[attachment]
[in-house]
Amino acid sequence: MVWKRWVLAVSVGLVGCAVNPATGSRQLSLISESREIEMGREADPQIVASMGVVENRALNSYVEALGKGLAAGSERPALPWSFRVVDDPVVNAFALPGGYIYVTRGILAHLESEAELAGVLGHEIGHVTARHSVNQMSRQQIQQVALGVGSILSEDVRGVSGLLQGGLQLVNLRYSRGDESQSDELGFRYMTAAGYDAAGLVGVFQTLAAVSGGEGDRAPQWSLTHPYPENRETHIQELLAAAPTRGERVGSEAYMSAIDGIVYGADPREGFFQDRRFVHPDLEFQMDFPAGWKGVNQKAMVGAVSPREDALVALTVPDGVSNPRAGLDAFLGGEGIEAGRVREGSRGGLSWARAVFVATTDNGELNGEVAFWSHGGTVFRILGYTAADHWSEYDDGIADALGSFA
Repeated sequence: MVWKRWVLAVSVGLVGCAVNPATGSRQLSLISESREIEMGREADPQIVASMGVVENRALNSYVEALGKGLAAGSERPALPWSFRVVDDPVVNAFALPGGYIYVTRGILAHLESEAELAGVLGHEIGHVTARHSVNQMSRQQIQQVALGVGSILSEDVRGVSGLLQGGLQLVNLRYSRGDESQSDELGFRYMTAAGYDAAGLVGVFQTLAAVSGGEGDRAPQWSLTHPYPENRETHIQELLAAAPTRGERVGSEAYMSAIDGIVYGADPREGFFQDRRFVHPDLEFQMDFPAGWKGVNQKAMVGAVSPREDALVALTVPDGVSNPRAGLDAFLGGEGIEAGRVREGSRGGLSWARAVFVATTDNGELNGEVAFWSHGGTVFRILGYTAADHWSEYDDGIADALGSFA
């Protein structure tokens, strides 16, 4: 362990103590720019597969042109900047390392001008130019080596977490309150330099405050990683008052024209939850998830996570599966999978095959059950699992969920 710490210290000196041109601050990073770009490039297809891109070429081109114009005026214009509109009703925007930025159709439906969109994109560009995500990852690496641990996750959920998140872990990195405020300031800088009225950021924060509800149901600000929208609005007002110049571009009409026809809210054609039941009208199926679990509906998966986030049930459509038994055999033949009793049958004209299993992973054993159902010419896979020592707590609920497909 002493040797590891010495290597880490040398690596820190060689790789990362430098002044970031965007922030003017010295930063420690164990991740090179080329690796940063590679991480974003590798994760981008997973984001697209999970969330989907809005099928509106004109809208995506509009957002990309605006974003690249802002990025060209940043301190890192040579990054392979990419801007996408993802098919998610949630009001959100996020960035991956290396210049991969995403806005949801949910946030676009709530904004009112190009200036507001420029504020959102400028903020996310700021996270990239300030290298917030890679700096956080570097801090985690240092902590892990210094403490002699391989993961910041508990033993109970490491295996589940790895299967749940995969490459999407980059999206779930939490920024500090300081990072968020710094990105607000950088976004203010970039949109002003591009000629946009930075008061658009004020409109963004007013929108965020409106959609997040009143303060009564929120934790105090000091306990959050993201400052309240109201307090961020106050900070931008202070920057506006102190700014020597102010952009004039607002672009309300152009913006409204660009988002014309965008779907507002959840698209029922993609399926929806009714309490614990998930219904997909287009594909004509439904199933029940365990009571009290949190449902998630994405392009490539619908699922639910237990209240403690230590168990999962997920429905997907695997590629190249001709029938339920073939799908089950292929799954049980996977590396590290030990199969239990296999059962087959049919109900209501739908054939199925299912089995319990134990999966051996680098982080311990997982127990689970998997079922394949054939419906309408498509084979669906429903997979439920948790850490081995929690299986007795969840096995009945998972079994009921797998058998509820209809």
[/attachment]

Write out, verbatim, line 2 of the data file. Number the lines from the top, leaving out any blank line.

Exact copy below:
Amino acid sequence: MVWKRWVLAVSVGLVGCAVNPATGSRQLSLISESREIEMGREADPQIVASMGVVENRALNSYVEALGKGLAAGSERPALPWSFRVVDDPVVNAFALPGGYIYVTRGILAHLESEAELAGVLGHEIGHVTARHSVNQMSRQQIQQVALGVGSILSEDVRGVSGLLQGGLQLVNLRYSRGDESQSDELGFRYMTAAGYDAAGLVGVFQTLAAVSGGEGDRAPQWSLTHPYPENRETHIQELLAAAPTRGERVGSEAYMSAIDGIVYGADPREGFFQDRRFVHPDLEFQMDFPAGWKGVNQKAMVGAVSPREDALVALTVPDGVSNPRAGLDAFLGGEGIEAGRVREGSRGGLSWARAVFVATTDNGELNGEVAFWSHGGTVFRILGYTAADHWSEYDDGIADALGSFA